I support amendment 6. As the member who introduced the amendment at stage 2 to which Kenny Gibson referred, I believe that the Social Justice Committee was clear about the need to prohibit the inappropriate use of bed-and-breakfast accommodation for families. We know the detrimental effect that such accommodation has on children. Whole families often share a room and there is a lack of privacy. Support mechanisms tend to break down and families can be in bed-and-breakfast accommodation for several months. It is not necessary to rehearse all the reasons why bed-and-breakfast accommodation is detrimental for families, because we know the potential impact of such accommodation.
I do not hesitate to support amendment 6, which reflects discussions in England on the issue, but I will make several points. First, I ask that the regulations that the Executive will introduce have the effect that amendment 6 intends, which is that the principle to end the post-assessment use of bed-and-breakfast accommodation for families remains intact. I would be grateful if the minister would confirm that that will be the case. I think that amendment 6 accepts that principle, but it also allows for flexibility that could take account not just of local circumstances such as rurality but of the particular individual circumstances of a homeless family. That is a sensible approach, particularly when it is reinforced by the other part of the amendment, which will allow for regulations to be produced that will specify accommodation that is suitable, unsuitable or of an insufficient standard.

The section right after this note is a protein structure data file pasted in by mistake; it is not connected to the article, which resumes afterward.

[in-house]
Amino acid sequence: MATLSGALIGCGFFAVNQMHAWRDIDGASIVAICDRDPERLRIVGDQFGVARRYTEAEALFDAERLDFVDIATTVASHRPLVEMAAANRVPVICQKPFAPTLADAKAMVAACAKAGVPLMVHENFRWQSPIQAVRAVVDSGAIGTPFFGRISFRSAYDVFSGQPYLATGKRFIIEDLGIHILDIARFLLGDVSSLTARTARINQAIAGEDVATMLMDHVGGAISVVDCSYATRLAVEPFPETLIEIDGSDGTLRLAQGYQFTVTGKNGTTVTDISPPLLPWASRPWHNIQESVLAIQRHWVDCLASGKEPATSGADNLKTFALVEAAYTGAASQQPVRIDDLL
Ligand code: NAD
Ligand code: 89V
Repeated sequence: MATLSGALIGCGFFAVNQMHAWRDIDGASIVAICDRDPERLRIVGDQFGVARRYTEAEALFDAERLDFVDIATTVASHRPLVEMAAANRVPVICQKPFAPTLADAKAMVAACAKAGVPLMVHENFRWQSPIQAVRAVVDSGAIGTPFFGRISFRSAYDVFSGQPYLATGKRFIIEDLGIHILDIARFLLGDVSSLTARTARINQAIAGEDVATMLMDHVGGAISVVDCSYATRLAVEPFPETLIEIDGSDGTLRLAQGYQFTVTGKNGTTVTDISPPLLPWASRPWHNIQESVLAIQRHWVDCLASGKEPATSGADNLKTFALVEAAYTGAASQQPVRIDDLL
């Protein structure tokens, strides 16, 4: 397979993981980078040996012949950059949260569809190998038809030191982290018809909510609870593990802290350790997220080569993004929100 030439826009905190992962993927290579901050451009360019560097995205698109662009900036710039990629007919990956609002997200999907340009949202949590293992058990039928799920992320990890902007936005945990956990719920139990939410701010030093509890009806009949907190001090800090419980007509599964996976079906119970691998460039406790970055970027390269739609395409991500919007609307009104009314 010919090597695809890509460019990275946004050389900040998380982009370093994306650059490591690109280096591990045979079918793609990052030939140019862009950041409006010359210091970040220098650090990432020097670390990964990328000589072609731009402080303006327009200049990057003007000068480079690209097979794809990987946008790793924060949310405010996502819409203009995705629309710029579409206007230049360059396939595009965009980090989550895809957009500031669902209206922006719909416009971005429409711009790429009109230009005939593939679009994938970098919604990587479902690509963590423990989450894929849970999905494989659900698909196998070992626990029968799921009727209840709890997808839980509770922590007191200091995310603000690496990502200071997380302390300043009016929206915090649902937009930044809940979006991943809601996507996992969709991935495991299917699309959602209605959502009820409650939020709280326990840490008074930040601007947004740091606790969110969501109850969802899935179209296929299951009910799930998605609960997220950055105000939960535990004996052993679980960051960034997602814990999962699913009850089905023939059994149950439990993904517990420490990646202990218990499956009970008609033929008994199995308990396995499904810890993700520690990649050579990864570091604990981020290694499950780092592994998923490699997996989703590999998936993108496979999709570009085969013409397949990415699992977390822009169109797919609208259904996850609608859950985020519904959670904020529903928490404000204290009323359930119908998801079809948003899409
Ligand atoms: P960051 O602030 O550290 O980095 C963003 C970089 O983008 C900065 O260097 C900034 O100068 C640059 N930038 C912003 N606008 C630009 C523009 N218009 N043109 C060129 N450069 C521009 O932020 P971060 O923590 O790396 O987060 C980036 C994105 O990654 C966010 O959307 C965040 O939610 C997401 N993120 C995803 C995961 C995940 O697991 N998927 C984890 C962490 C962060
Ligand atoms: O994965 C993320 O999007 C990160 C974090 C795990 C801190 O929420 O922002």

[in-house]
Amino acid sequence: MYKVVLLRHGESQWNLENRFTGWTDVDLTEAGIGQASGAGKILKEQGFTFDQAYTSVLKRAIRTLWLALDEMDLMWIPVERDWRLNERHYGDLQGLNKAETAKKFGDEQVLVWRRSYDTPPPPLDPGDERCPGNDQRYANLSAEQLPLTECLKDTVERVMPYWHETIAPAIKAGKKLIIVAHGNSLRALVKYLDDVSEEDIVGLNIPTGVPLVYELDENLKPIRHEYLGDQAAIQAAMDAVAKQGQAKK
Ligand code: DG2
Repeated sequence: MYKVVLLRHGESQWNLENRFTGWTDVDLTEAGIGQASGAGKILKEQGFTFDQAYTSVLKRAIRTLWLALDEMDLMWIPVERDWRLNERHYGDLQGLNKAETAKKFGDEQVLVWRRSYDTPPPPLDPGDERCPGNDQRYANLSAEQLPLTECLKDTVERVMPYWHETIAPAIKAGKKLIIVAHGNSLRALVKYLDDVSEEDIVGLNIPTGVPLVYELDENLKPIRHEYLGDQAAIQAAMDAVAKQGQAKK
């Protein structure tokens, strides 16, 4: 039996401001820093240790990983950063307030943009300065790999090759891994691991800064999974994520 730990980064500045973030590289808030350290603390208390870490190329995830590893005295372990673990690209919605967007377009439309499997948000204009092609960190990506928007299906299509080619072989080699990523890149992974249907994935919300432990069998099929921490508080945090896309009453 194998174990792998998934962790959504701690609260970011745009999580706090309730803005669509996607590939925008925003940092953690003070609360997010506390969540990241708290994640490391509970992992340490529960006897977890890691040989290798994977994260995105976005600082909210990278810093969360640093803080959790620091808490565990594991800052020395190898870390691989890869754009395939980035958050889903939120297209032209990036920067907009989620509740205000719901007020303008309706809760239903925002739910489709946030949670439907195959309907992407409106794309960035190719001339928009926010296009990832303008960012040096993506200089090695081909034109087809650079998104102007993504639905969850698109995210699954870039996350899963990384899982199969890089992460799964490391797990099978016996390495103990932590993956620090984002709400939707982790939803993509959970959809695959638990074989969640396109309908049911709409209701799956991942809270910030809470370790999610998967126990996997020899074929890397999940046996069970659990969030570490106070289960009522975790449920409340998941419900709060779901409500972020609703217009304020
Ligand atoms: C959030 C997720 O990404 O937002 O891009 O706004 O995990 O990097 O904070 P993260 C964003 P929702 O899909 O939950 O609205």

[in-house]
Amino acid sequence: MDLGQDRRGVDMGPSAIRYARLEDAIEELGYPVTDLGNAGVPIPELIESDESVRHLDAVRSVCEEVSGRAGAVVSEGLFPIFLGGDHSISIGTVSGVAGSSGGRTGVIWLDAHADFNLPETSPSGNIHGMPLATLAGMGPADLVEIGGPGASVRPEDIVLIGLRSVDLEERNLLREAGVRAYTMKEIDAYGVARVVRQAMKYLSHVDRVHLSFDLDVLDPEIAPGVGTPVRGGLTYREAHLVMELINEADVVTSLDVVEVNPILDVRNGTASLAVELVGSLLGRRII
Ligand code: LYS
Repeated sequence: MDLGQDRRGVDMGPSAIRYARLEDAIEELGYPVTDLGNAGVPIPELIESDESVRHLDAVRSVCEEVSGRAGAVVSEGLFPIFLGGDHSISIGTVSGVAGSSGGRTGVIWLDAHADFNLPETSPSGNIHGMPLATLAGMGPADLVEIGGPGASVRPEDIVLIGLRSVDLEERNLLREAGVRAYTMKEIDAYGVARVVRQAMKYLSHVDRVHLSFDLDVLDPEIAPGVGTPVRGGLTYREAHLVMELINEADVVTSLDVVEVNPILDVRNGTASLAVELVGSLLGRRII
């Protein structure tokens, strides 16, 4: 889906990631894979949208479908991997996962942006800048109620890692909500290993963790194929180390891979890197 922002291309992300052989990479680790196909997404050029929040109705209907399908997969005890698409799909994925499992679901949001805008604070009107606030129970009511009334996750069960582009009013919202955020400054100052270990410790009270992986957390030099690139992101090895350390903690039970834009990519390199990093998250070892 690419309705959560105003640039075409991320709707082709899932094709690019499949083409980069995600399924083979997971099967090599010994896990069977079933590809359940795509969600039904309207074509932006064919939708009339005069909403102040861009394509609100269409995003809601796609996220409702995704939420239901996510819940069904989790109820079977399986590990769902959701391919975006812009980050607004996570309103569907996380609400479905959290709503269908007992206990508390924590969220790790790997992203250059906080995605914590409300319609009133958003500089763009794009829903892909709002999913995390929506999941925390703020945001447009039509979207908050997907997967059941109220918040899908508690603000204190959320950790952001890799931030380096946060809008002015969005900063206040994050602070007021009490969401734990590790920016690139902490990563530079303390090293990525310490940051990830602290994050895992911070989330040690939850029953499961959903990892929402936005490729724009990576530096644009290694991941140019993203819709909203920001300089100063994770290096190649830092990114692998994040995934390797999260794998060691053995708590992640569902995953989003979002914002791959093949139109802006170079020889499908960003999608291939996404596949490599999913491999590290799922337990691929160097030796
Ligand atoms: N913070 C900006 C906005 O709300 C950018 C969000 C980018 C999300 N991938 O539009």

I also ask the Executive to clarify when it intends to introduce the regulations. Delays should be avoided, where possible, so that we can move swiftly to a position where housing children in bed-